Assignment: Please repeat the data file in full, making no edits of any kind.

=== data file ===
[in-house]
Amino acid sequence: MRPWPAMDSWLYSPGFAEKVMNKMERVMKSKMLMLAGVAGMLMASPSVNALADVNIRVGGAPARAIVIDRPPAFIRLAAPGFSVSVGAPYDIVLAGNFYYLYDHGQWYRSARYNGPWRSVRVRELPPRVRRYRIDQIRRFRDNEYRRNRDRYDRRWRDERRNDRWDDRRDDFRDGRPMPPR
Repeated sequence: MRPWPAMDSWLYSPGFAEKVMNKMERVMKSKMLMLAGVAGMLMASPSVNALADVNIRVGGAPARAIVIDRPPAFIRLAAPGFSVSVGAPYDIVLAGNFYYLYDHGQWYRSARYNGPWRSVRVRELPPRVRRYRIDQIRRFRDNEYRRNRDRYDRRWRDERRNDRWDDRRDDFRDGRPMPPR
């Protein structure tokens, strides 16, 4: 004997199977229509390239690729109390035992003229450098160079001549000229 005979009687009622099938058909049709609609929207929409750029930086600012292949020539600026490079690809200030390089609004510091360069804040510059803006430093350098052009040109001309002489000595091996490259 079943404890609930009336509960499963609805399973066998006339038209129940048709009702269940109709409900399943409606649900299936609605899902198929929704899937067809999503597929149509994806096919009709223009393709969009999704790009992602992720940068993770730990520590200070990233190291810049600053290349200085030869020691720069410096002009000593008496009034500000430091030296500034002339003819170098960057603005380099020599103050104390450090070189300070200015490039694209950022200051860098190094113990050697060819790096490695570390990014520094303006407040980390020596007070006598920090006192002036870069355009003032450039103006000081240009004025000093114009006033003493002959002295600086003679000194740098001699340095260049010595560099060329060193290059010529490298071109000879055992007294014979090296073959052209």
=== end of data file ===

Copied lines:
[in-house]
Amino acid sequence: MRPWPAMDSWLYSPGFAEKVMNKMERVMKSKMLMLAGVAGMLMASPSVNALADVNIRVGGAPARAIVIDRPPAFIRLAAPGFSVSVGAPYDIVLAGNFYYLYDHGQWYRSARYNGPWRSVRVRELPPRVRRYRIDQIRRFRDNEYRRNRDRYDRRWRDERRNDRWDDRRDDFRDGRPMPPR
Repeated sequence: MRPWPAMDSWLYSPGFAEKVMNKMERVMKSKMLMLAGVAGMLMASPSVNALADVNIRVGGAPARAIVIDRPPAFIRLAAPGFSVSVGAPYDIVLAGNFYYLYDHGQWYRSARYNGPWRSVRVRELPPRVRRYRIDQIRRFRDNEYRRNRDRYDRRWRDERRNDRWDDRRDDFRDGRPMPPR
């Protein structure tokens, strides 16, 4: 004997199977229509390239690729109390035992003229450098160079001549000229 005979009687009622099938058909049709609609929207929409750029930086600012292949020539600026490079690809200030390089609004510091360069804040510059803006430093350098052009040109001309002489000595091996490259 079943404890609930009336509960499963609805399973066998006339038209129940048709009702269940109709409900399943409606649900299936609605899902198929929704899937067809999503597929149509994806096919009709223009393709969009999704790009992602992720940068993770730990520590200070990233190291810049600053290349200085030869020691720069410096002009000593008496009034500000430091030296500034002339003819170098960057603005380099020599103050104390450090070189300070200015490039694209950022200051860098190094113990050697060819790096490695570390990014520094303006407040980390020596007070006598920090006192002036870069355009003032450039103006000081240009004025000093114009006033003493002959002295600086003679000194740098001699340095260049010595560099060329060193290059010529490298071109000879055992007294014979090296073959052209």